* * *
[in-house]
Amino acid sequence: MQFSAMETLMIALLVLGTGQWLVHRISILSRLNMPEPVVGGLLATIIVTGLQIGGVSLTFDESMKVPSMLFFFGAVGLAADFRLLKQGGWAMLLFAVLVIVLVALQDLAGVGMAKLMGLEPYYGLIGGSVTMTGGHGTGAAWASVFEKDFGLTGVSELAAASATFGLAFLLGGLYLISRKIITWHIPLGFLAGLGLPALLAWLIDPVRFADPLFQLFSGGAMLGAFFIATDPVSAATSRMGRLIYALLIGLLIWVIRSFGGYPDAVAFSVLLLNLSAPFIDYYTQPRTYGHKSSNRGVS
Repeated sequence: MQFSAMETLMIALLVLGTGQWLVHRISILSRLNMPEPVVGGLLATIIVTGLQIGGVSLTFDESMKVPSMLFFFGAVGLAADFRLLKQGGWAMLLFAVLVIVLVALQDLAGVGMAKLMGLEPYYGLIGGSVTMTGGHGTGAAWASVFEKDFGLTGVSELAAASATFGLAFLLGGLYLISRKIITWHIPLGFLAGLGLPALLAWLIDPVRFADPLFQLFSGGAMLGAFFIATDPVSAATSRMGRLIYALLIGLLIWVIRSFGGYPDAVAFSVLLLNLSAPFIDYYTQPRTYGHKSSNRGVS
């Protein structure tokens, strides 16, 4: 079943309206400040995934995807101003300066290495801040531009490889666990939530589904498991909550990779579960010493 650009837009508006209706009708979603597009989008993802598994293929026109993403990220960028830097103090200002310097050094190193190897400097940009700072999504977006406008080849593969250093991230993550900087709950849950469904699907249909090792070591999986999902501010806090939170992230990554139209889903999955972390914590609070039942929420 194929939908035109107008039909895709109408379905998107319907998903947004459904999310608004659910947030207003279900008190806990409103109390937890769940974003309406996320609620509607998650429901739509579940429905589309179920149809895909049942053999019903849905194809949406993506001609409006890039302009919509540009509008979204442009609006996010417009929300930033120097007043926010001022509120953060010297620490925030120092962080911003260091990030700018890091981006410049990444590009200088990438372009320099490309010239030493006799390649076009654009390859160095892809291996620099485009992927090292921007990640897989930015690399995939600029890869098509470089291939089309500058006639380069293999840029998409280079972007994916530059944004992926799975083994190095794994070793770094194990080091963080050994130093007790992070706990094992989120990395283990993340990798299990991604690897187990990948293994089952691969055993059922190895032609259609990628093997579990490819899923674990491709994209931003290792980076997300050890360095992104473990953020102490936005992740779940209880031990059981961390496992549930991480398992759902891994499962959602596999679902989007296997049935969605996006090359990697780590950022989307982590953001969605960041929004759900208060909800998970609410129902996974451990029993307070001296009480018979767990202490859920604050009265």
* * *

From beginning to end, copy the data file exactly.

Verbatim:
[in-house]
Amino acid sequence: MQFSAMETLMIALLVLGTGQWLVHRISILSRLNMPEPVVGGLLATIIVTGLQIGGVSLTFDESMKVPSMLFFFGAVGLAADFRLLKQGGWAMLLFAVLVIVLVALQDLAGVGMAKLMGLEPYYGLIGGSVTMTGGHGTGAAWASVFEKDFGLTGVSELAAASATFGLAFLLGGLYLISRKIITWHIPLGFLAGLGLPALLAWLIDPVRFADPLFQLFSGGAMLGAFFIATDPVSAATSRMGRLIYALLIGLLIWVIRSFGGYPDAVAFSVLLLNLSAPFIDYYTQPRTYGHKSSNRGVS
Repeated sequence: MQFSAMETLMIALLVLGTGQWLVHRISILSRLNMPEPVVGGLLATIIVTGLQIGGVSLTFDESMKVPSMLFFFGAVGLAADFRLLKQGGWAMLLFAVLVIVLVALQDLAGVGMAKLMGLEPYYGLIGGSVTMTGGHGTGAAWASVFEKDFGLTGVSELAAASATFGLAFLLGGLYLISRKIITWHIPLGFLAGLGLPALLAWLIDPVRFADPLFQLFSGGAMLGAFFIATDPVSAATSRMGRLIYALLIGLLIWVIRSFGGYPDAVAFSVLLLNLSAPFIDYYTQPRTYGHKSSNRGVS
């Protein structure tokens, strides 16, 4: 079943309206400040995934995807101003300066290495801040531009490889666990939530589904498991909550990779579960010493 650009837009508006209706009708979603597009989008993802598994293929026109993403990220960028830097103090200002310097050094190193190897400097940009700072999504977006406008080849593969250093991230993550900087709950849950469904699907249909090792070591999986999902501010806090939170992230990554139209889903999955972390914590609070039942929420 194929939908035109107008039909895709109408379905998107319907998903947004459904999310608004659910947030207003279900008190806990409103109390937890769940974003309406996320609620509607998650429901739509579940429905589309179920149809895909049942053999019903849905194809949406993506001609409006890039302009919509540009509008979204442009609006996010417009929300930033120097007043926010001022509120953060010297620490925030120092962080911003260091990030700018890091981006410049990444590009200088990438372009320099490309010239030493006799390649076009654009390859160095892809291996620099485009992927090292921007990640897989930015690399995939600029890869098509470089291939089309500058006639380069293999840029998409280079972007994916530059944004992926799975083994190095794994070793770094194990080091963080050994130093007790992070706990094992989120990395283990993340990798299990991604690897187990990948293994089952691969055993059922190895032609259609990628093997579990490819899923674990491709994209931003290792980076997300050890360095992104473990953020102490936005992740779940209880031990059981961390496992549930991480398992759902891994499962959602596999679902989007296997049935969605996006090359990697780590950022989307982590953001969605960041929004759900208060909800998970609410129902996974451990029993307070001296009480018979767990202490859920604050009265």